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This is one of the longest shows we’ve ever published and in some ways perhaps the best. I have a few interesting views on publishing, forming over the past twenty years. When a publication serves best, it serves mostly as a mirror – relecting the readership or in this case viewership, and allowing them to see themselves in as faithful a fashion as is possible. That means a fairly flat smooth mirror with little bias.

The conccept of Jack Rickard without bias is a bit comical, because it is a bit in conflict with another publishing precept. I often have clearly strongly held, if otherwise uqualified opinions. It might surprise you to know they are not quite as strongly held as you might imagine. But I have learned that it makes the transmission of often somewhat monotonic technical information both more palatable and more memorable.

If I say I just can’t stand a vacuum pump and show you a vacuum pump and why I dislike them and on and on in a rail against vacuum pump, almost exactly half of you are going to say “That’s right Jack. You go. I feel the same way.” Almost exactly the remaining half is going to say, “Wait a minute I like vacuum pumps and I intend to use one, I don’t care what that fat jerk says.”

In even the short run, it already doesn’t matter. You both were a bit entertained about vacuum pumps, and we all know a bit more about them than we did. Had I stood in front of the camera and read you the spec sheet on the vacuum pump, even I wouldn’t be able to stay awake for the whole thing.

Back to the publication as a mirror. Everyone likes to see themselves of course. But that is not precisely what a mirror in this case accomplishes.
Many of you labor long and hard on converting a beloved automotive model to magnetic drive. Usually somewhat alone, in a garage, with few to share the experience with. Sometimes that can seem like being the only savage on the buffalo hunt. And so it is heartening to see others like yourself, with the same interests and doing broadly the same work.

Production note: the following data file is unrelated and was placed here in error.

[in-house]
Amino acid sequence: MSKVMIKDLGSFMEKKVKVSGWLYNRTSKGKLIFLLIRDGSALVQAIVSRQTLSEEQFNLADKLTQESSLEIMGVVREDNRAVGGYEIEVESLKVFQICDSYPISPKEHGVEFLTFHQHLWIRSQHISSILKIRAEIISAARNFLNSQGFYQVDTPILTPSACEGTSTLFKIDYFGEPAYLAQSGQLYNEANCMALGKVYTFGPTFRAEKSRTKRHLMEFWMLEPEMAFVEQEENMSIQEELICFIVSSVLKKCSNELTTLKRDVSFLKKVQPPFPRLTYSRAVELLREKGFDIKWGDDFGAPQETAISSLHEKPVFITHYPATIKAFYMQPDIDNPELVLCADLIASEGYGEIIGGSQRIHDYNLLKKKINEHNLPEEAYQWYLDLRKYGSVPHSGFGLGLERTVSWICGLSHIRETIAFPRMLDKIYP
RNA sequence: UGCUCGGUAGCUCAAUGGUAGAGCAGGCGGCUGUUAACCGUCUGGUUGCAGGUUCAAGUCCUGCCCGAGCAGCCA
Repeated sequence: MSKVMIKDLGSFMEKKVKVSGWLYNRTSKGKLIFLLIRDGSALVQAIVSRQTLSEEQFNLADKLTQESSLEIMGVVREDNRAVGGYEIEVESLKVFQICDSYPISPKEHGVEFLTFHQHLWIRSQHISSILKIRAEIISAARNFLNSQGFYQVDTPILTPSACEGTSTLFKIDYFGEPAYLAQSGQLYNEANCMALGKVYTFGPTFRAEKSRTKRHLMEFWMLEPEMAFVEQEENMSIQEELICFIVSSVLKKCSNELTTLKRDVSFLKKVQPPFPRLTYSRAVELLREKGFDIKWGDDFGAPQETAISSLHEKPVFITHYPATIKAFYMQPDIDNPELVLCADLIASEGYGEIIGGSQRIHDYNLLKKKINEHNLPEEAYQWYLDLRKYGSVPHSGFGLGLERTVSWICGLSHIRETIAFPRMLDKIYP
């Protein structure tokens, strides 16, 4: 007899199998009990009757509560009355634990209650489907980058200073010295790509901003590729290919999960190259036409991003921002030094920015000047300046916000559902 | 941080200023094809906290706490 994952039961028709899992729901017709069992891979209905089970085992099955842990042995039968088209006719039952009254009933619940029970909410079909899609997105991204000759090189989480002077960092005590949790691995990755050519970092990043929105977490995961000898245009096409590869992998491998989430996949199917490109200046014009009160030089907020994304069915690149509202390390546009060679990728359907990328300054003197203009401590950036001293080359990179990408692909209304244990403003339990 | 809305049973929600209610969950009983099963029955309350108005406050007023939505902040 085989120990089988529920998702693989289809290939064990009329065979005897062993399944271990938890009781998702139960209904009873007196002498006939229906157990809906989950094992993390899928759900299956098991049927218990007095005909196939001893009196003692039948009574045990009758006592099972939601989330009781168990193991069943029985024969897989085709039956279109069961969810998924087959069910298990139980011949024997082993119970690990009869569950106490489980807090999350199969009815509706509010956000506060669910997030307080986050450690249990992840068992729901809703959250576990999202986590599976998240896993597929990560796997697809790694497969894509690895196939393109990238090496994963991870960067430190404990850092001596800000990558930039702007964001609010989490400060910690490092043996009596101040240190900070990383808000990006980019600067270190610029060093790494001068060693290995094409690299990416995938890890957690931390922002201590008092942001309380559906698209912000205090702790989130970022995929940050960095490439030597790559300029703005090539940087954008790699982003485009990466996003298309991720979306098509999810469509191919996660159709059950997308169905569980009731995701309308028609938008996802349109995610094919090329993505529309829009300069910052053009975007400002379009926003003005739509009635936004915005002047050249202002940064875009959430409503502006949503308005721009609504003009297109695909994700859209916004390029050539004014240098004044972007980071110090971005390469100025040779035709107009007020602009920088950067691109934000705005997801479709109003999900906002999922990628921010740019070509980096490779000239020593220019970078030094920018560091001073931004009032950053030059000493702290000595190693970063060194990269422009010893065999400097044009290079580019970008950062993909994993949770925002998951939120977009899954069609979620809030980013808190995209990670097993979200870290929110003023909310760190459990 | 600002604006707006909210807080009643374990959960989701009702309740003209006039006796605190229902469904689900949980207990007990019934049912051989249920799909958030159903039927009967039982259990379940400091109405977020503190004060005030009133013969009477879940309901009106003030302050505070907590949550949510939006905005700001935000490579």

Better, in seeing what is really a co-creator or peer is doing half a world away, whom you would not otherwise be aware of or know, you might just see THEIR solution to a problem you may have. And like the vacuum pump, that can either result in your adopting it or devising something to avoid the problems caused by that solution. Like the vacuum pump, it hardly matters. It has ACCELERATED your knowledge and progress in what you are doing. Along with the of course pleasant recognition that you are not truly alone in the world.

I see further because I stand on the shoulders of giants. This works in big obvious ways, but even more so in many small ways. And so in a world where it is commercially of advantage to keep EVERYTHING YOU LEARN OR DEVELOP A TOTAL SECRET, you can see how that kind of stifles innovation. But when info is OUTED in this fashion and shared, it is not so we can all copy each other, it is because it leads to more numerous and rapid advances.

And so any industry served by an excellent trade publication that effectively mirrors developments within that industry, will find its forward progress aided, abetted, and often accelerated because of the publication itself – the sharing of the info. Availability of tools and components others can use to extend FURTHER there own personal progress – shared back then leading to yet MORE progress.

And as I say, I don’t think anyone is truly cognizant of the dear price we pay for trade secrets, patents, and the protection of intellectual property.
Everyone can see how those policies encourage innovation, at a child mind level. But few recognize how deeply it STIFLES innovation. And so the balance of the free flow of information and trade secrecy is a constant standoff of opposing forces.

In my younger days in print, it was pretty easy to reach people by telephone. I would talk to them, correspond a bit by e-mail, and maybe wheedle a photo out of them now and again. THen I would write the story rather in complete control and often even getting parts of it right. In a more contemporary world of a global internet and high definition video, that doesn’t work quite as well.

And so the concept of a mirror publication is a bit of a lurch into the unknown. The past few weeks with viewer contributed videos such as Michael Neuweiler’s spin of his Brusa motor and inverter with the GEVCU, Jehu Garcia’s cheerfully whimsical Samba Van, and this week with Paulo Almeida and Celso Menia with a virtual visit to the Institute of Engineering Lisbon, complete with SMD soldering tutorial I’m seeing really quite high quality video with perfectly tuned information content that is a joy to view. And so it feels like “I” am now not the only savage on the buffalo hunt.